What is disturbing about this ML and model selection prediction effort, that it only required a generalized linear regression model (GLM) to do so. Bayesian or DNN methods weren’t even required. This backs up Kaggle’s latest practitioner survey that good ’ol linear regression is still very useful. The GLM’s effectiveness was simply enabled by the big data being publicly available.

The US has a huge amount of public demographic data available, which comes out in this research paper. In addition to the likes of Google and Facebook’s privacy policy embedded in their terms of service allowing researchers free reign to join this data to your speech and videographic data acts, the era of predictive remote profiling of citizen without consent is here.

While the authors rightly call out data privacy in their conclusion, it is clear that both a) the insurance companies whom they wish to impress; and b) the university departments and their internal departmental status trump the dire implications for citizens in society.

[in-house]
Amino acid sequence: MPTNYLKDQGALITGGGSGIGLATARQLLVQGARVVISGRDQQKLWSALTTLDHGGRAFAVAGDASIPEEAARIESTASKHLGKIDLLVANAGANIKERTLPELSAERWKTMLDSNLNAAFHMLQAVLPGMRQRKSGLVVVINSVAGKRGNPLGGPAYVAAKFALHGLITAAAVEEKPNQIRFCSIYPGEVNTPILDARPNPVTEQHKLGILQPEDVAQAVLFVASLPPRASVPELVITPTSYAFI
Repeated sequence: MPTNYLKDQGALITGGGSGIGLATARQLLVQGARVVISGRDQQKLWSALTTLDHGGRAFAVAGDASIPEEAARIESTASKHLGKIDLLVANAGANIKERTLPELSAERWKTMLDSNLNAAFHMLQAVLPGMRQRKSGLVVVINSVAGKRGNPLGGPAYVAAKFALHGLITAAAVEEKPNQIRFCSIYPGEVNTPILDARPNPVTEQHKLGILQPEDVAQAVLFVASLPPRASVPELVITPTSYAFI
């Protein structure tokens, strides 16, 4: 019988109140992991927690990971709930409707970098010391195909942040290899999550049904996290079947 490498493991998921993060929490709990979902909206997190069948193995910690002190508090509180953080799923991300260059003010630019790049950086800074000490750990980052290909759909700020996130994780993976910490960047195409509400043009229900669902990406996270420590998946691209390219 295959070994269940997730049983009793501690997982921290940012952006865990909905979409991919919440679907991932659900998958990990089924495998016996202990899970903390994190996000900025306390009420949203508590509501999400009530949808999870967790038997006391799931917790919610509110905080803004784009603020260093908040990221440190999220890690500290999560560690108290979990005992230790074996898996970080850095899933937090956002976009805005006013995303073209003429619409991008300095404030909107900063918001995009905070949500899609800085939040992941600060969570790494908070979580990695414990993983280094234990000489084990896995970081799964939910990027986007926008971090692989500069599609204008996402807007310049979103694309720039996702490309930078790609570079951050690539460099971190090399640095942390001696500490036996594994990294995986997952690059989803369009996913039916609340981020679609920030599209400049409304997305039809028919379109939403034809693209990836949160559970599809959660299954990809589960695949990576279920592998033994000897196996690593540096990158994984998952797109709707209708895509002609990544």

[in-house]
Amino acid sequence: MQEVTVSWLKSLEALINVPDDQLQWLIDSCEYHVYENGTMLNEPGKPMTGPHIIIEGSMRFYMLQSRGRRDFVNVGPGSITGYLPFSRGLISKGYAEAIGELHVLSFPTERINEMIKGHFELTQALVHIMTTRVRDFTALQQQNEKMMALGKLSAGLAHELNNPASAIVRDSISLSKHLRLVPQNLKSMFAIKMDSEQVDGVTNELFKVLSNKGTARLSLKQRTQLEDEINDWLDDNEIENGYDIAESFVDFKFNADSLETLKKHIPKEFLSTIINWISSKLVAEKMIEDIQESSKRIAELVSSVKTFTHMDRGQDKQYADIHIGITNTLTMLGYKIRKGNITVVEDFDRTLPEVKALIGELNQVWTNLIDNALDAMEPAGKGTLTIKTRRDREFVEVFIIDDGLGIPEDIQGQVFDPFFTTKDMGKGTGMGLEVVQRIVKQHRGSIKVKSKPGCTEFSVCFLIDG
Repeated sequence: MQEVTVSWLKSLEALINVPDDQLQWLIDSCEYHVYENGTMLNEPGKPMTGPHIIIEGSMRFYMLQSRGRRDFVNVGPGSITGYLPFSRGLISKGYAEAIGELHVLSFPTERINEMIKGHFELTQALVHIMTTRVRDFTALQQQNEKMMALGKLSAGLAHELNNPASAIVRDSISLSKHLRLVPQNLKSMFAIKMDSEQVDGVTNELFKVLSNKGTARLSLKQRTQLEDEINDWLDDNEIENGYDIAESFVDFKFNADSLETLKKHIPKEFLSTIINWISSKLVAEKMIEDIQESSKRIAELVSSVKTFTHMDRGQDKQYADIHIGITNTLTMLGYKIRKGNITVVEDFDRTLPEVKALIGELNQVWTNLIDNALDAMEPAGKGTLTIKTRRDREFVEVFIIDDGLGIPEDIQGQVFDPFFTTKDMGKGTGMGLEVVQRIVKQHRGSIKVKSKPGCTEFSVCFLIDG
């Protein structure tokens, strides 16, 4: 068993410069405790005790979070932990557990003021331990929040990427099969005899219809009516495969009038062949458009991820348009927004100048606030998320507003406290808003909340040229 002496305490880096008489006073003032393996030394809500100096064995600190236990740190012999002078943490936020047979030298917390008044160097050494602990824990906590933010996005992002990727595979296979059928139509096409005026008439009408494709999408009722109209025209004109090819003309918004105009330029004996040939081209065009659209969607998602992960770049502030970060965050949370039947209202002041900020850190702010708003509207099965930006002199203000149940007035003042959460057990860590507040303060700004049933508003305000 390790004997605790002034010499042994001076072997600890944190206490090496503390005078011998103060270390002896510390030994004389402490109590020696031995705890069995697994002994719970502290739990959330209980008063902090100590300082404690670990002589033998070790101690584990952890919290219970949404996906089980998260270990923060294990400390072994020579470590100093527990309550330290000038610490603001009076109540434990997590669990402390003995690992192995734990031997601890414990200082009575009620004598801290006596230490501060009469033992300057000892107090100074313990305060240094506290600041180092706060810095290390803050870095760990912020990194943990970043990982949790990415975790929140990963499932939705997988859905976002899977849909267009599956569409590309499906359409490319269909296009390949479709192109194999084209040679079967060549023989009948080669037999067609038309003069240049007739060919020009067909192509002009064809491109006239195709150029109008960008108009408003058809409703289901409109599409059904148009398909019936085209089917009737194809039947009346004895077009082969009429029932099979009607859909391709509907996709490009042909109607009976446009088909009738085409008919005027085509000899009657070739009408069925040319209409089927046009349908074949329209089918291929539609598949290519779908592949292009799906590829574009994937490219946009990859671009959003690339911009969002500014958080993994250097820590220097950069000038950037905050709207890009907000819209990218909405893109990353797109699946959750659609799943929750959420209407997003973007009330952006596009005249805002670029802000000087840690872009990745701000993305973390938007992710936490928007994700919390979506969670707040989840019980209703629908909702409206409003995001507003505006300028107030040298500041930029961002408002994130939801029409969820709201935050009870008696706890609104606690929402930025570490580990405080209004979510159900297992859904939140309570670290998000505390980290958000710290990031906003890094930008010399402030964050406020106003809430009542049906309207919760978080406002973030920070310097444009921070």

I find it remarkable that researchers like these create a paper, create a new, to them, proven fact, then conclude in essence ‘oh well, yes there are privacy concerns, but look how predictive our model is and we published a paper, albeit on archivx.org.’

What the dire a priori implication of this model is is that where you live is immutably predictive of whether you will have a car accident. Their model optimisation ‘proves’ it.

As we remarked before, ethics is not a ‘department’ nor an adjunct nor an after thought. The ethics of this research are in effect whilst the acts of creating the models are in flight. The ethics in this situation are ipso facto determined by both the availability of the data and the math of the models themselves. The human researchers here happened to be the passengers on this bus. They are not in control. The frameworks of math and data surround and surpass them [1].

Even more remarkable within this kind of data and math centric ethics is the ignorance of human potentiality.

Using this research as an example, it is now supposedly immutably ‘proven’ that where you live is predictive of your propensity to have an accident.